The Galapagos Islands are a small archipelago of volcanic islands in the Pacific Ocean just west of continental Ecuador. They were home to members of a pre-Incan native people, and their first-known inhabitant was an Irish sailor named Patrick Watkins in the early 19th century. But what the islands are most known for, perhaps, is being the birthplace of Charles Darwin’s scientific theory of evolution by natural selection thanks to the highly specialized species that call the islands home. There are so many facts about the Galapagos Islands that give us insight into the Earth's history – and also give us warnings about what happens when we overhunt animals and destroy natural habitats.
Darwin studied a wide variety of endemic species during his voyages on the Beagle, and, since then, the islands have served as a destination for scientists, adventurers, and animal lovers alike. And for good reason – the climate and habitat of these islands make them one of the most unique and beautiful places in the world. Some of the Galapagos Islands' animals are truly unlike any other.
These colorful lizards are the only extant marine lizard in the entire world. It likely evolved its marine lifestyle because of the nature of its ecosystem, as well as the abundance of food in the surrounding reefs.
The strongest of the species are able dive 30 feet deep to feed on its food of choice, subtidal algae and 4-5 red algal species, but most individuals simply forage during low tide.
The iguanas have evolved specialized nasal glands that allow the sea-faring creatures to filter the salt out of the sea water and expel it from their nostrils – another incredible testament to the evolutionary power of the animal kingdom
Perhaps the most famous of all the Galapagos Islands animals, Darwin’s finches are a group of approximately 14 distinct species of birds, all of which evolved from a common ancestor. The birds were collected by Darwin during his second voyage to the Galapagos, and they were an intrinsic part of the development of his theory of evolution by natural selection.
The reason these birds were such a perfect foundation to build his theory around was because of the fact that, although they shared a common ancestor, they demonstrated clear diversity and manifested specific adaptations that applied to the particular island they called home. The finches adapted to the various food sources that were available to them, with some species subsisting on nuts, others on fruits, and others feeding on insects. The shapes of their beaks reflect their food sources, having adapted to them over time.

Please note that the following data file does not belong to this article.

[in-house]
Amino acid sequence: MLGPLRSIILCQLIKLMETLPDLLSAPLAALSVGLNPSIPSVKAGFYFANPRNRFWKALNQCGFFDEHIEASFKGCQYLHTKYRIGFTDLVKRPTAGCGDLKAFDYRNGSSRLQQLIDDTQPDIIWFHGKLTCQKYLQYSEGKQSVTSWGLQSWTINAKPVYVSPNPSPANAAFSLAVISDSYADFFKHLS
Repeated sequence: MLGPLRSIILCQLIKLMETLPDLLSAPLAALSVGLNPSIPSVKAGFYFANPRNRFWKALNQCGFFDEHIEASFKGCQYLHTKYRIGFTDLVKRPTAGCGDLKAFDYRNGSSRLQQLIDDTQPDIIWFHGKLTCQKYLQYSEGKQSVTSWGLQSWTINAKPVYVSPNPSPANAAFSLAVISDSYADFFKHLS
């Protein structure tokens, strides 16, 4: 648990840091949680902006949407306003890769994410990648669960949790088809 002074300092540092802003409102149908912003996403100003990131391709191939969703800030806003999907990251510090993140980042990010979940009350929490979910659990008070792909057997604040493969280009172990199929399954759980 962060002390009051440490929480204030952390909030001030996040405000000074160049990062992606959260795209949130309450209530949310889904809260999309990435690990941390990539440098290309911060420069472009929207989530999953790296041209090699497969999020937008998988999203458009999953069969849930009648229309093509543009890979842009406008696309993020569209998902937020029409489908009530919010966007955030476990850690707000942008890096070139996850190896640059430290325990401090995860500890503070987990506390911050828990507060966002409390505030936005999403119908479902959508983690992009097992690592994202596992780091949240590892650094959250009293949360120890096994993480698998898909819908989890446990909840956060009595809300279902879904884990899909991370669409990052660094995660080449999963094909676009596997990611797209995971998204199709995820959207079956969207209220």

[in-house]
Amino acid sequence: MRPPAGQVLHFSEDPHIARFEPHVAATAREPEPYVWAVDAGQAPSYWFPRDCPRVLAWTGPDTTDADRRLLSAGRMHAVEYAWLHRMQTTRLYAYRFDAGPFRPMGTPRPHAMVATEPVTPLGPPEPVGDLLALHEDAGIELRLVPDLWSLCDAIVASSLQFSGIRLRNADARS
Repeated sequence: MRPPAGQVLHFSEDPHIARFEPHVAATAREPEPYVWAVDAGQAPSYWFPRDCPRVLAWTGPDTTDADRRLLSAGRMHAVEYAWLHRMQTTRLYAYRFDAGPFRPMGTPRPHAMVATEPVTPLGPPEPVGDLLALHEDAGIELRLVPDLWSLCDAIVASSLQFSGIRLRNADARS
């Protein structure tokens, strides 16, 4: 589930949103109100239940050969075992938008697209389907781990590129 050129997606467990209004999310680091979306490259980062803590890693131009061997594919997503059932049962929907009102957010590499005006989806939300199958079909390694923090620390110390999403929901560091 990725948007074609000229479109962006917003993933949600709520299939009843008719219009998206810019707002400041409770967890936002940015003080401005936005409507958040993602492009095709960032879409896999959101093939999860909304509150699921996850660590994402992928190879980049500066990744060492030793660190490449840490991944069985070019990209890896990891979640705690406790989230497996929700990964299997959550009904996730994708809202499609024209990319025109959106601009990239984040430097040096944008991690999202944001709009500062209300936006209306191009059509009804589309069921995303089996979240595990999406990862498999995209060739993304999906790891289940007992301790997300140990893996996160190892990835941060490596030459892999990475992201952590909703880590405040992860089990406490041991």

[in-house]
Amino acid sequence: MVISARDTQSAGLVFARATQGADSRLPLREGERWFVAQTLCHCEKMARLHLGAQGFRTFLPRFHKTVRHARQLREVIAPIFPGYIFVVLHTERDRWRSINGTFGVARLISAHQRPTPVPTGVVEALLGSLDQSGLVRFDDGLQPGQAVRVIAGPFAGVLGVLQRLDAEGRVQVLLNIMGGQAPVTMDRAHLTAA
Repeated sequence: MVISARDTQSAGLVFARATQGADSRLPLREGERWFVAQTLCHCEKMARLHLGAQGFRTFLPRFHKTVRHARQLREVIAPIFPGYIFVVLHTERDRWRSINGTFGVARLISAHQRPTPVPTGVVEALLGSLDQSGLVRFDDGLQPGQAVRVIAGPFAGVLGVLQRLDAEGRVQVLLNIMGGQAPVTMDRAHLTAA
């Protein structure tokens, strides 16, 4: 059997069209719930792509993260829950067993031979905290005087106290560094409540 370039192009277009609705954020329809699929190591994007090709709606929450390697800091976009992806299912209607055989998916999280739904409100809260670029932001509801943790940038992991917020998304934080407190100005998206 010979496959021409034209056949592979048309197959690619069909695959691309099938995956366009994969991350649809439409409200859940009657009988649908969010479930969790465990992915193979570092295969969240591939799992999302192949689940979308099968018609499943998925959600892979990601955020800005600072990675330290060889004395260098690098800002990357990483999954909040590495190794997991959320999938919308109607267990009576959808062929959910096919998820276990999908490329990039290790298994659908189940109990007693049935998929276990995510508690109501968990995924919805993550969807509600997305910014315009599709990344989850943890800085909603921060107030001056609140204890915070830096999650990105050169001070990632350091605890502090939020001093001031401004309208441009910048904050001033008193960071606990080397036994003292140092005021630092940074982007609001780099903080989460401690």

At one time, the gentle giants known as the Galapagos tortoises were extremely numerous on the islands. They had such an impact on the Spanish sailors who discovered the islands in 1535 that they named the islands after them; the word “galapago” means “tortoise” in Spanish.
These tortoises are the largest of their kind in the world, and, while scientists debate whether or not the different populations are separate species or just sub-species, they are all impressive. For example, the Chelonoidis elephantopus (which until recently was thought to be extinct) has been known to weigh almost 900 pounds.
The size isn't their only impressive characteristic; the Galapagos tortoises are among the longest-living vertebrates in the world, and they can live up to the ripe old age of 170.
The tortoises were the kings of the Galapagos at one time with a population estimated to exceed 250,000 individuals in the 19th century. Now, approximately 19,000 remain. Luckily, thanks to passionate conservation efforts, the population seems to be on the rebound.
Large islands are often home to birds that have lost the ability to fly – instead using their wings to navigate the surrounding waters to feed – but what makes the cormorant so incredible is that it is the only animal of its genus (Phalacrocoracidae) in the entire world that has lost its ability to fly. As a result, the bird is the largest cormorant species in the world.
In addition, the flightless cormorant is only found on Fernandina Island and Isabela Island. While the species once thrived before invasive species were introduced to the islands, new predators such as cats and rats now prey on the bird, which has caused the population to dwindle down to around 1,000 breeding pairs.